Cultured tilefish larva.


  • Flagtail tilefish (Malacanthus brevirostris) larvae were raised from wild-spawned eggs at 77-79F on wild copepods and artemia.
  • The larval duration was 100+ days.
  • First record of Flagtail tilefish culture.


Tilefishes (family Malacanthidae) are small to medium sized (up to 80 cm/31”), bottom-oriented fishes with an elongated body. The family is relatively small, comprising 5 genera and 39 species. Tilefishes live, often deeper than 200 feet; in burrows, piles of rock or under coral reef overhangs, feeding on benthic invertebrates. Some larger tilefish species are commercially fished for food and smaller, colorful tilefishes are kept in aquariums.

Adult Flagtail Tilefish, (Malacanthus brevirostris) on a reef in Hawaii.
Adult Flagtail Tilefish, (Malacanthus brevirostris) on a reef in Hawaii.

The Flagtail Tilefish (Malacanthus brevirostris) is found throughout the tropical and subtropical Indo-Pacific. It is typically seen in pairs inhabiting barren, open areas near reefs from 15-120 feet (5-40 m), living in self-made burrows often located under ledges. The post-larvae of M. brevirostris are pelagic and grow to at least 70 mm in length (Leis et al. 2004) before they settle on substrate, which explains the widespread distribution of this species.

Culture and Development of Eggs and Larvae

M. brevirostris larvae were reared for this project in 2012-2015 from small numbers (usually less than 10) of wild collected eggs. This species was only found in the neuston net tows from January through March, indicating that it is a winter to spring spawner here in Hawaii. The eggs are pelagic, measure 0.85 mm in diameter and contain single oil globule. Both the oil globule and embryo are heavily pigmented.

Newly hatched M. brevirostris larvae are 2.8 mm TL (total length). They start to feed on copepod nauplii two dph (days posthatch) at 3.1 mm TL. Within 24 hours after first feeding brown pigment develops on the body. The pigment gradually takes on an unusual blue metallic sheen over the next few days. This makes it easy to distinguish the larvae from other species in the rearing tank.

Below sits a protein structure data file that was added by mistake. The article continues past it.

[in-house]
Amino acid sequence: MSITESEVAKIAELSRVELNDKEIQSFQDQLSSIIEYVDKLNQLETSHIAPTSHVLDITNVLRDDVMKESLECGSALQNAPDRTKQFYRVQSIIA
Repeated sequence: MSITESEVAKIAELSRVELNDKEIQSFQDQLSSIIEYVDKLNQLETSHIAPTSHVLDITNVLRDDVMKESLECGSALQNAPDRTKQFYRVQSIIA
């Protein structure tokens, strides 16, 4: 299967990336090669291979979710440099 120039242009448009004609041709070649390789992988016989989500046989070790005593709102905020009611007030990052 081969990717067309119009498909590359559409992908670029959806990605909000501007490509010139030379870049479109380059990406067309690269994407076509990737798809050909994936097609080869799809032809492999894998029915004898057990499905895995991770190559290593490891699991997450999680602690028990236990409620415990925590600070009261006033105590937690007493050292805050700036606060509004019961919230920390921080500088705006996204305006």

M. brevirostris larvae undergo flexion between 13 dph (5.0 mm TL) and 18 dph (5.7 mm TL). Yellow and brown pigment develops on the tail while the body looses its metallic sheen during this transition. Postflexion larvae acquire a long, slender, increasingly pigmented body and change their swimming orientation from a horizontal to almost vertically position in the rearing tank. Post-larvae loose the brown pigment on the body and develop blue color on the fins when they reach about 25 mm+ TL. M. brevirostris‘s specializations to pelagic life include extensive head spination and body spinules.


The M. brevirostris pelagic larval stage is very long and likely exceeds far beyond 100 days in culture. Rearing the larvae presented few problems through the postflexion stage when copepods were used as a live feed. However, post-larvae became noticeably nervous in small 15-20 gallon rearing tanks as they approached settlement. The largest individual was reared to 41 mm TL for 85 days when it was found dead outside of the rearing tank. At this stage it was still close to 30 mm smaller than what is believed to be the natural settlement size of this species on the reef. Starting with more larvae and using larger grow out tanks would help bring this species entirely through its incredibly long pelagic phase.